We had some other nice meals in the Midwest, tied more to the new locovore movement. Proof, in Des Moines, Iowa, is owned by a James Beard nominated chef for the Midwest region. The really outstanding dish we had was a Spanish grilled ribeye that came with different colored sauces with different tastes. A prosciutto and artichoke dish looked outstanding, but was rather bland, and a duck (Mcnuggets) confit plate was horrible. RowHouse Restaurant in Topeka, Kansas has a set menu with small plates, a soup, a salad, three entrees and three desserts. It is housed in a three story rowhouse about three blocks down from the capital building and was outstanding. Some high points were a chilled strawberry soup with mint, peach and a dollop of salted whipped cream; a brownie with beet juice and cherry reduction; and a lemon and goat cheese cream pie. At Gram & Dun in Kansas City I had the best shrimp and grits I've ever had, like mashed potatoes, including gravy. Judy had a stacked seared ahi tuna salad that presented very well. At Sebastian's Table in Lincoln, Nebraska, we had Moroccan Trout, which consisted of steelhead trout, preserved lemon, nigella seeds, almonds, cinnamon and sour cream. One of the best trout dishes I've ever eaten. We also had a hazelnut Brussels sprouts dish which included piquillo peppers.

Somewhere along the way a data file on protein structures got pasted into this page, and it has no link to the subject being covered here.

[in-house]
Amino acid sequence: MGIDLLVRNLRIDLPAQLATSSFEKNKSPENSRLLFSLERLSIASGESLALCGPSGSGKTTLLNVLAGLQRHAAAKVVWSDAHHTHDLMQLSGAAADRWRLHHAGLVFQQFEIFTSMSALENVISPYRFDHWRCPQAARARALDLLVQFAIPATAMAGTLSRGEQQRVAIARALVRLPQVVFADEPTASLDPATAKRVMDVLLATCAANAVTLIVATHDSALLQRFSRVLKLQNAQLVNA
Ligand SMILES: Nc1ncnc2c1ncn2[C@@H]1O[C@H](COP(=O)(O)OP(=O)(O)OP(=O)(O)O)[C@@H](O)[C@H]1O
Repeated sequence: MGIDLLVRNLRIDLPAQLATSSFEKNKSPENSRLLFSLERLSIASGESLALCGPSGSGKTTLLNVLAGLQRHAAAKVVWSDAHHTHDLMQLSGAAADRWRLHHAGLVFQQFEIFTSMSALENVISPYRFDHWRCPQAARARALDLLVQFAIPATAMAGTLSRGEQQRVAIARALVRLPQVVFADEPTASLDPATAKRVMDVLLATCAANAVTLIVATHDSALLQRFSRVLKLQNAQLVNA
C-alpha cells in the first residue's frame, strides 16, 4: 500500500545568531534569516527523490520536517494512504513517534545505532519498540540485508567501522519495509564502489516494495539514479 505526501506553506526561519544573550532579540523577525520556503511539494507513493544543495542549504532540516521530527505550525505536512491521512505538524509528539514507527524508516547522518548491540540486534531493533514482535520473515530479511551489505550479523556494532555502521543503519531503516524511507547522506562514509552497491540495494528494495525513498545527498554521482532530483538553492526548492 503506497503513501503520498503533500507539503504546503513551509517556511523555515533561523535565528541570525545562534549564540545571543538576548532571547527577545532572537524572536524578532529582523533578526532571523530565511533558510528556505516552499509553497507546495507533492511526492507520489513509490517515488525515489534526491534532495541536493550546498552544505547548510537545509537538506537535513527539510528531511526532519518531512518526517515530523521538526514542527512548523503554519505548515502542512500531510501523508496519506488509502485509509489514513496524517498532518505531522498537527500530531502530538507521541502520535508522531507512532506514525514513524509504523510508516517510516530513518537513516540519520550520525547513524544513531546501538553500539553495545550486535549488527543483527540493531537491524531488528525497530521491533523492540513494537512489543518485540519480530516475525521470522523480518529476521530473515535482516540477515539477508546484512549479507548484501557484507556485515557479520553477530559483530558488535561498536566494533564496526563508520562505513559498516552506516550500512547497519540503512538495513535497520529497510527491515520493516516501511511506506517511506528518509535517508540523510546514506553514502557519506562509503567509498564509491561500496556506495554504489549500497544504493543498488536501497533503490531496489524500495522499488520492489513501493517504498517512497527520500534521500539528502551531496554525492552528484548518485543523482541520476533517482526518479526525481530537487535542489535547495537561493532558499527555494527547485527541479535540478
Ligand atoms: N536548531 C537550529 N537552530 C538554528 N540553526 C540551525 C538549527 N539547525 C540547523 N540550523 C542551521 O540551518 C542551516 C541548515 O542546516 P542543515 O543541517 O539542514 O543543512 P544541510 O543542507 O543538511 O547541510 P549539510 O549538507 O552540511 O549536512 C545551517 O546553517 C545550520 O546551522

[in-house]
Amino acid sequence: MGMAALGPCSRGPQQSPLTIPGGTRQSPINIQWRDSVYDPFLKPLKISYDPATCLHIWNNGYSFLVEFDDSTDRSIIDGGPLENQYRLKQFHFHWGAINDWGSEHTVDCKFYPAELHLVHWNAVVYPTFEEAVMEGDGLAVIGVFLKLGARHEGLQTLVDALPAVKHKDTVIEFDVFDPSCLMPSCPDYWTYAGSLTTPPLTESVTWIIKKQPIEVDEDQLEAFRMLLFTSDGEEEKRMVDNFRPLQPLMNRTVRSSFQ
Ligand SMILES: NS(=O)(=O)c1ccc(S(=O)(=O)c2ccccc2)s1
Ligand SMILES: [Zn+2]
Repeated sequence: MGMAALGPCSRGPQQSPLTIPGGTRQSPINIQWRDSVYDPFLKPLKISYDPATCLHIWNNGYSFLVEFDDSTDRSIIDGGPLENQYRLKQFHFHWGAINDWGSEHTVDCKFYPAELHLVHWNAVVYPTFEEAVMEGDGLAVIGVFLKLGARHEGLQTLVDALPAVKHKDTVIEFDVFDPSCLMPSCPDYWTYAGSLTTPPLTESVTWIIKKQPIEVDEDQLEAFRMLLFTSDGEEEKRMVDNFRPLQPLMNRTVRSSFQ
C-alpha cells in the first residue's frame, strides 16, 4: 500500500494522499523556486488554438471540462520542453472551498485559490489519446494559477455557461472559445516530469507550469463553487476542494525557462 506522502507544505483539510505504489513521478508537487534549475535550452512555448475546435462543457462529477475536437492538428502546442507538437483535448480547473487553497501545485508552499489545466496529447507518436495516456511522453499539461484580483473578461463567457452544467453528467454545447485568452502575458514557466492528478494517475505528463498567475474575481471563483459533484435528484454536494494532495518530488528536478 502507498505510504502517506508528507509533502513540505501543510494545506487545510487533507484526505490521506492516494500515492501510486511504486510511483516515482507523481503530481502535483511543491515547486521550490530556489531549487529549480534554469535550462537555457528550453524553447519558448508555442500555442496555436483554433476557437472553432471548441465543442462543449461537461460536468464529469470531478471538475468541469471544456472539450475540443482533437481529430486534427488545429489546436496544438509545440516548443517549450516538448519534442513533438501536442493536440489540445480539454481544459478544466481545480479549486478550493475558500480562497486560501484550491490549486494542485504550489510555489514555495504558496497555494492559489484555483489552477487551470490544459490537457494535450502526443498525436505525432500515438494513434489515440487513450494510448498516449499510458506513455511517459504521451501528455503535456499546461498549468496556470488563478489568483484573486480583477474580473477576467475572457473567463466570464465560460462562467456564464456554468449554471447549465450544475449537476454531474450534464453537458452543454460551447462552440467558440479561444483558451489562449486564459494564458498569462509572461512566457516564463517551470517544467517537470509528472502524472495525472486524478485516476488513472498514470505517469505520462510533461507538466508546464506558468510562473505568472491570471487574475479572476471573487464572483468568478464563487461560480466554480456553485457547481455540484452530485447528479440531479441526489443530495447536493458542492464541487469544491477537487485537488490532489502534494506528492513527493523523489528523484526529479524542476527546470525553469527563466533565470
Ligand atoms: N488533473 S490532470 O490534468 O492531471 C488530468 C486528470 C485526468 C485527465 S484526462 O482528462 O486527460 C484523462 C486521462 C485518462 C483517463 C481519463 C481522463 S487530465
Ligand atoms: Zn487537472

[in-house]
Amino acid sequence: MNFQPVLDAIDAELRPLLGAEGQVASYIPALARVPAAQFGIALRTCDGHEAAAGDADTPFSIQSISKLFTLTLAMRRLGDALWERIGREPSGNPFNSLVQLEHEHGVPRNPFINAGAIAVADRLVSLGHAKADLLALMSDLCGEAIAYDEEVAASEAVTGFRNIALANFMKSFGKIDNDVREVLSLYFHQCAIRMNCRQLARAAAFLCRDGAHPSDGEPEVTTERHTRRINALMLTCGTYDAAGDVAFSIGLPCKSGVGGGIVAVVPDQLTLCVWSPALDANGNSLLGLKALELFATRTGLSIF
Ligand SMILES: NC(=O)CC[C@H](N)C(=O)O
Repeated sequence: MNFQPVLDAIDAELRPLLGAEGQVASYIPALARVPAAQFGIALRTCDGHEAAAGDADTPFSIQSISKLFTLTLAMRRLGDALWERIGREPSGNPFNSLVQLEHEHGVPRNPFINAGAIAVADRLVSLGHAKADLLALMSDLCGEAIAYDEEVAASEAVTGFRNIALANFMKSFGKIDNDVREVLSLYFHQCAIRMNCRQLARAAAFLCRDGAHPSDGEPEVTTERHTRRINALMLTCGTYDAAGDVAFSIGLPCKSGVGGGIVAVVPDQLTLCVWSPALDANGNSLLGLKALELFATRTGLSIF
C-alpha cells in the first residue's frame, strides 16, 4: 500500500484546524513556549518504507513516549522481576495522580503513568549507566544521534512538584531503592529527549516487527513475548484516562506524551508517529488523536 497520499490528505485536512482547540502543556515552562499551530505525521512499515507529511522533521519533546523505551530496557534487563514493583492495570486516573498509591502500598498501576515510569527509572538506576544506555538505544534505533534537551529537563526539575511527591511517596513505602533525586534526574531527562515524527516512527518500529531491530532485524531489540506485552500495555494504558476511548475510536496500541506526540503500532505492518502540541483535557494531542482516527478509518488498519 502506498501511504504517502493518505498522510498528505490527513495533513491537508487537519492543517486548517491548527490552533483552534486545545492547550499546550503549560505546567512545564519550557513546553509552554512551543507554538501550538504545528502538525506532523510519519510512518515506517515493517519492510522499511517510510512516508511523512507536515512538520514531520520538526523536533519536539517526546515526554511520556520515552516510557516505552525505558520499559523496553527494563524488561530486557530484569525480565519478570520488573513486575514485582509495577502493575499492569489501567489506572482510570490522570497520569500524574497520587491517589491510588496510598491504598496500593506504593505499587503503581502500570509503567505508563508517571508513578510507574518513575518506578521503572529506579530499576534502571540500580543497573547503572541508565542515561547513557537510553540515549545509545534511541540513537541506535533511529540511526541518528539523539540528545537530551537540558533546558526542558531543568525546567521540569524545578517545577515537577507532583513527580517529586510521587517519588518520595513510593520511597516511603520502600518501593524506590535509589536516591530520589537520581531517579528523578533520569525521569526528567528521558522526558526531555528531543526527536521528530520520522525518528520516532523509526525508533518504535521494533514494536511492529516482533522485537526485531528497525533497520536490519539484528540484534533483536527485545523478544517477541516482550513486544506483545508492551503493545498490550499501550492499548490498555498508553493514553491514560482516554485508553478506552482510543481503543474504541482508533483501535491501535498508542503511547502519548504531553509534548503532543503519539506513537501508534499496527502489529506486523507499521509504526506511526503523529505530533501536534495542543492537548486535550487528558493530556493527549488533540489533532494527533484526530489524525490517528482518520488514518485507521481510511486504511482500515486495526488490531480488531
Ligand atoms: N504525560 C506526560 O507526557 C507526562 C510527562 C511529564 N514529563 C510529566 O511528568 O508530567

Spanish ribeye at Proof
Artichoke and prosciutto at Proof.
Moroccan trout at Sebastian's Table.